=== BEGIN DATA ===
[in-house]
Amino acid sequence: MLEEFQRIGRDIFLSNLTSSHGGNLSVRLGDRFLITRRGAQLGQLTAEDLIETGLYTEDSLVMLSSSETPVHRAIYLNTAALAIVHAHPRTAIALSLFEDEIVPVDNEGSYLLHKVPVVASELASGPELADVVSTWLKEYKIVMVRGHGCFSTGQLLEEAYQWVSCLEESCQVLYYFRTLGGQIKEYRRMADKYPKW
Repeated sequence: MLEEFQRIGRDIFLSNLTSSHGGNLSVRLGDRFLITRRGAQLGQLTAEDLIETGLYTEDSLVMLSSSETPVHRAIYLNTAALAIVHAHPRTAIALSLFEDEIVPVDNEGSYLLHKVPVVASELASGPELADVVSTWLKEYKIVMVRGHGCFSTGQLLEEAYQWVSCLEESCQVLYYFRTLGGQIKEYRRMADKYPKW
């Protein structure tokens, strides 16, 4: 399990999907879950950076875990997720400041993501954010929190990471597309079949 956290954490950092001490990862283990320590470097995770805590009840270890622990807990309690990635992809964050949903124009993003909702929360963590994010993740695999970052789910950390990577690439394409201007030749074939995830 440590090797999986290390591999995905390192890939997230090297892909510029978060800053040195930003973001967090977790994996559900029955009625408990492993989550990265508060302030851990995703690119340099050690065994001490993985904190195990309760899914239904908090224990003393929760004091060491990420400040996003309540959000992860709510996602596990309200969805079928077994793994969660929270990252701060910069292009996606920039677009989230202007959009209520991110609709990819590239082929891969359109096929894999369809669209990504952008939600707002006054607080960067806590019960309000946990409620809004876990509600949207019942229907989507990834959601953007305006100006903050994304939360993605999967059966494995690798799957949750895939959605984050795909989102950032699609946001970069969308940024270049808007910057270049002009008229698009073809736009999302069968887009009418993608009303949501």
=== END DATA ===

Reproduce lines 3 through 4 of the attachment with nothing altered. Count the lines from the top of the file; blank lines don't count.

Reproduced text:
Repeated sequence: MLEEFQRIGRDIFLSNLTSSHGGNLSVRLGDRFLITRRGAQLGQLTAEDLIETGLYTEDSLVMLSSSETPVHRAIYLNTAALAIVHAHPRTAIALSLFEDEIVPVDNEGSYLLHKVPVVASELASGPELADVVSTWLKEYKIVMVRGHGCFSTGQLLEEAYQWVSCLEESCQVLYYFRTLGGQIKEYRRMADKYPKW
């Protein structure tokens, strides 16, 4: 399990999907879950950076875990997720400041993501954010929190990471597309079949 956290954490950092001490990862283990320590470097995770805590009840270890622990807990309690990635992809964050949903124009993003909702929360963590994010993740695999970052789910950390990577690439394409201007030749074939995830 440590090797999986290390591999995905390192890939997230090297892909510029978060800053040195930003973001967090977790994996559900029955009625408990492993989550990265508060302030851990995703690119340099050690065994001490993985904190195990309760899914239904908090224990003393929760004091060491990420400040996003309540959000992860709510996602596990309200969805079928077994793994969660929270990252701060910069292009996606920039677009989230202007959009209520991110609709990819590239082929891969359109096929894999369809669209990504952008939600707002006054607080960067806590019960309000946990409620809004876990509600949207019942229907989507990834959601953007305006100006903050994304939360993605999967059966494995690798799957949750895939959605984050795909989102950032699609946001970069969308940024270049808007910057270049002009008229698009073809736009999302069968887009009418993608009303949501």